You may have read some of my previous postings on prosthetics and how they are being dramatically affected by advancements in 3D scanning and printing. But there is so much more benefits that prosthetics are providing for many other advancements and in particular the ability to control them directly with the brain, as outlined in the article below.
Oh, and when it comes to prosthetics I’ve noticed that many assume that this only applies to military personnel and casualties of the atrocities of war, but these are actually a small minority of the need and use of prosthetics and other areas such as accidents and birth defects account for many more. Whatever the cause the future of prosthetics is looking brighter than ever and how great is it that these advancements can not only bring such transformative change to those in need but can also provide additional benefits for the rest of us as well.
This whole area of enabling direct connections between the brain and external devices from prosthetics to eyes to computer interfaces is going through some remarkable advancements and I’m convinced they will be the source of many spin off advantages for an even wider array of applications. As the article outlines, there is still some major challenges to overcome but this initiative and funding by DARPA focused on finding solutions is promising. Prosthetics and brain control are definitely worth watching for more glimpses of the premature arrival of the future and answers to my ongoing quest to have us all change our assumptions and to be planning and wondering around the question of “What if the impossible isn’t?”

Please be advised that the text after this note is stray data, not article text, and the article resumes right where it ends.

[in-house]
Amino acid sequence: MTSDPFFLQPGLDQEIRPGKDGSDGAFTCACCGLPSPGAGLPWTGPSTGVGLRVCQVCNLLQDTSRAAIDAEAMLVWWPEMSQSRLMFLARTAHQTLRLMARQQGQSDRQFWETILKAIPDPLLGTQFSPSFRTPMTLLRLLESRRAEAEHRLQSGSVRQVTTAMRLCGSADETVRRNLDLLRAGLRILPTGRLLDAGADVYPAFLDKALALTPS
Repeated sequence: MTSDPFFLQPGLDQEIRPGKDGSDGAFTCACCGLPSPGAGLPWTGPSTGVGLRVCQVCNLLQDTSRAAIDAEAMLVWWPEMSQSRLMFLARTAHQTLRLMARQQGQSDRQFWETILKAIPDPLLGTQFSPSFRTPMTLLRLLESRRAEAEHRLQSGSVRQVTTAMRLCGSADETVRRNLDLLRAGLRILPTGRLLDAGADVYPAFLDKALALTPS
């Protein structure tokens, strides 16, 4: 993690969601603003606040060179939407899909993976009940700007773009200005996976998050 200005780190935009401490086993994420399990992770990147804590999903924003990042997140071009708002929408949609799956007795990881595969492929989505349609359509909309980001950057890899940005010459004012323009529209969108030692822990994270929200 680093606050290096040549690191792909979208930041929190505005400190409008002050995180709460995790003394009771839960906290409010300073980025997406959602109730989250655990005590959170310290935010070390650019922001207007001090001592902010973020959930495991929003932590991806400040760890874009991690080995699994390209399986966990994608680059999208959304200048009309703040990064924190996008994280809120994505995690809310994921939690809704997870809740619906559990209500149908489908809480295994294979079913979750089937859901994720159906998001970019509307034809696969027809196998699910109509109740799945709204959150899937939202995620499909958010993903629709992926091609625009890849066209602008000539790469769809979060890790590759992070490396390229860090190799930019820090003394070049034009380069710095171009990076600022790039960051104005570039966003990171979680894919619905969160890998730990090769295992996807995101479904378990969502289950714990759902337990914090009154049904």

- As the use of prosthetic limbs increases in military veterans, the Pentagon is investigating prostheses that are more durable, reliable and directly controlled using brain implants.
DARPA, the military’s research arm, said it will launch the next phase of its decade-old Revolutionizing Prostheticsprogram, which had an original goal to create a fully-functioning, neurally-controlled human limb within five years.
Though the agency has made considerable progress — human trials of the DEKA Arm are underway, and a neurally-controlled arm is under development at Johns Hopkins University — it hasn’t yet achieved its goal.